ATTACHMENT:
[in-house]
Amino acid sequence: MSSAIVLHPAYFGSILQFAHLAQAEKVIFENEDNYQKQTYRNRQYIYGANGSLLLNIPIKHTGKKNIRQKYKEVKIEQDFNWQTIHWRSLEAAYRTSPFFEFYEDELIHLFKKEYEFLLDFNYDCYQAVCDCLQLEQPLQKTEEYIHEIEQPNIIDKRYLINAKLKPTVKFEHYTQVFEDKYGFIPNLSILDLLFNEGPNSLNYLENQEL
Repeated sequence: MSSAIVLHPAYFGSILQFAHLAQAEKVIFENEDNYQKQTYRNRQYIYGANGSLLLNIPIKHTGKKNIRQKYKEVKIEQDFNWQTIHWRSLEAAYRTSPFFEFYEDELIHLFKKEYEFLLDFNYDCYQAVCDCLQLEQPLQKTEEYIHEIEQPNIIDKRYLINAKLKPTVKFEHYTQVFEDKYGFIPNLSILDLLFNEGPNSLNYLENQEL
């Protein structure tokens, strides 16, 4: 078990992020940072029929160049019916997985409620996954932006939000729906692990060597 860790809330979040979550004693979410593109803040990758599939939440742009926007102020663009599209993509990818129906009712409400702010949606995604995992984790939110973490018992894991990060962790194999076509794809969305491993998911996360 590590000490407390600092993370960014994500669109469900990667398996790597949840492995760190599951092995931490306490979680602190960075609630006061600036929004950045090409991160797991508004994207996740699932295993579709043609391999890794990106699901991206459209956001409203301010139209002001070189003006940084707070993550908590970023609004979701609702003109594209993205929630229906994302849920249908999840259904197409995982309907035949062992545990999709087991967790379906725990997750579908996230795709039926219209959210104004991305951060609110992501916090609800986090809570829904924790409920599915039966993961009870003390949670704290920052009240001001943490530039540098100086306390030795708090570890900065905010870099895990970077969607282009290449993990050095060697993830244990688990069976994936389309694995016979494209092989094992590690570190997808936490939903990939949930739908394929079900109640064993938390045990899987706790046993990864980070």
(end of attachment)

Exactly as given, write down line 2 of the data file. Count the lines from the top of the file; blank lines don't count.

Amino acid sequence: MSSAIVLHPAYFGSILQFAHLAQAEKVIFENEDNYQKQTYRNRQYIYGANGSLLLNIPIKHTGKKNIRQKYKEVKIEQDFNWQTIHWRSLEAAYRTSPFFEFYEDELIHLFKKEYEFLLDFNYDCYQAVCDCLQLEQPLQKTEEYIHEIEQPNIIDKRYLINAKLKPTVKFEHYTQVFEDKYGFIPNLSILDLLFNEGPNSLNYLENQEL